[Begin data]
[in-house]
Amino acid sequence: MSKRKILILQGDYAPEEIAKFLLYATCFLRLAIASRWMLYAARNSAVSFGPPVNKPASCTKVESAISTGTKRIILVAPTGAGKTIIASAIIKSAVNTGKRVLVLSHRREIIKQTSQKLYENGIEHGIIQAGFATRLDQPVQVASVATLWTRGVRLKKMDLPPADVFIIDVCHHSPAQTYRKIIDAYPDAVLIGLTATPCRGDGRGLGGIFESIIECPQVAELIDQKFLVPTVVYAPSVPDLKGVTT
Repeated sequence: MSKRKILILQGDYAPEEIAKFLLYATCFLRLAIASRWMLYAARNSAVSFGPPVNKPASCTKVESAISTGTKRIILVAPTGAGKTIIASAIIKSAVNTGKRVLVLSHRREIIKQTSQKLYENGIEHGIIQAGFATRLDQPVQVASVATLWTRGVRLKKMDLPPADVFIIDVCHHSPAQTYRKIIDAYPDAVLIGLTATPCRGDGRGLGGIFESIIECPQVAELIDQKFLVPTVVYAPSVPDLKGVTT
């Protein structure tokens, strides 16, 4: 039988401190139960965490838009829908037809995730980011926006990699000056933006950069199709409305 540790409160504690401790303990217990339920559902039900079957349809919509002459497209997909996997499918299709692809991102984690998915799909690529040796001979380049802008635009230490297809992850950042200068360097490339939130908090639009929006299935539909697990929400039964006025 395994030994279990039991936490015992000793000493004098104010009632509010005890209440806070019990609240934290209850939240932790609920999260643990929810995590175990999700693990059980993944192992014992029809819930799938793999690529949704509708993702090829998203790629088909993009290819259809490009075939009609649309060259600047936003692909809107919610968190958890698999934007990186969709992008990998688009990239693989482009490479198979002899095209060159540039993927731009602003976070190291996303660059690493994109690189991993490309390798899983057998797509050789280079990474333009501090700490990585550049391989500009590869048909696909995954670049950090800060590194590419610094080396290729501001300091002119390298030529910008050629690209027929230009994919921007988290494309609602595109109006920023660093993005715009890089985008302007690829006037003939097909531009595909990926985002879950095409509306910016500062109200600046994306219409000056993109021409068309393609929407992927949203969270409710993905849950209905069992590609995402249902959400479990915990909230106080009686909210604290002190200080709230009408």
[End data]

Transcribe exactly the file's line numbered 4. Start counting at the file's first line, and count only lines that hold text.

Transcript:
């Protein structure tokens, strides 16, 4: 039988401190139960965490838009829908037809995730980011926006990699000056933006950069199709409305 540790409160504690401790303990217990339920559902039900079957349809919509002459497209997909996997499918299709692809991102984690998915799909690529040796001979380049802008635009230490297809992850950042200068360097490339939130908090639009929006299935539909697990929400039964006025 395994030994279990039991936490015992000793000493004098104010009632509010005890209440806070019990609240934290209850939240932790609920999260643990929810995590175990999700693990059980993944192992014992029809819930799938793999690529949704509708993702090829998203790629088909993009290819259809490009075939009609649309060259600047936003692909809107919610968190958890698999934007990186969709992008990998688009990239693989482009490479198979002899095209060159540039993927731009602003976070190291996303660059690493994109690189991993490309390798899983057998797509050789280079990474333009501090700490990585550049391989500009590869048909696909995954670049950090800060590194590419610094080396290729501001300091002119390298030529910008050629690209027929230009994919921007988290494309609602595109109006920023660093993005715009890089985008302007690829006037003939097909531009595909990926985002879950095409509306910016500062109200600046994306219409000056993109021409068309393609929407992927949203969270409710993905849950209905069992590609995402249902959400479990915990909230106080009686909210604290002190200080709230009408």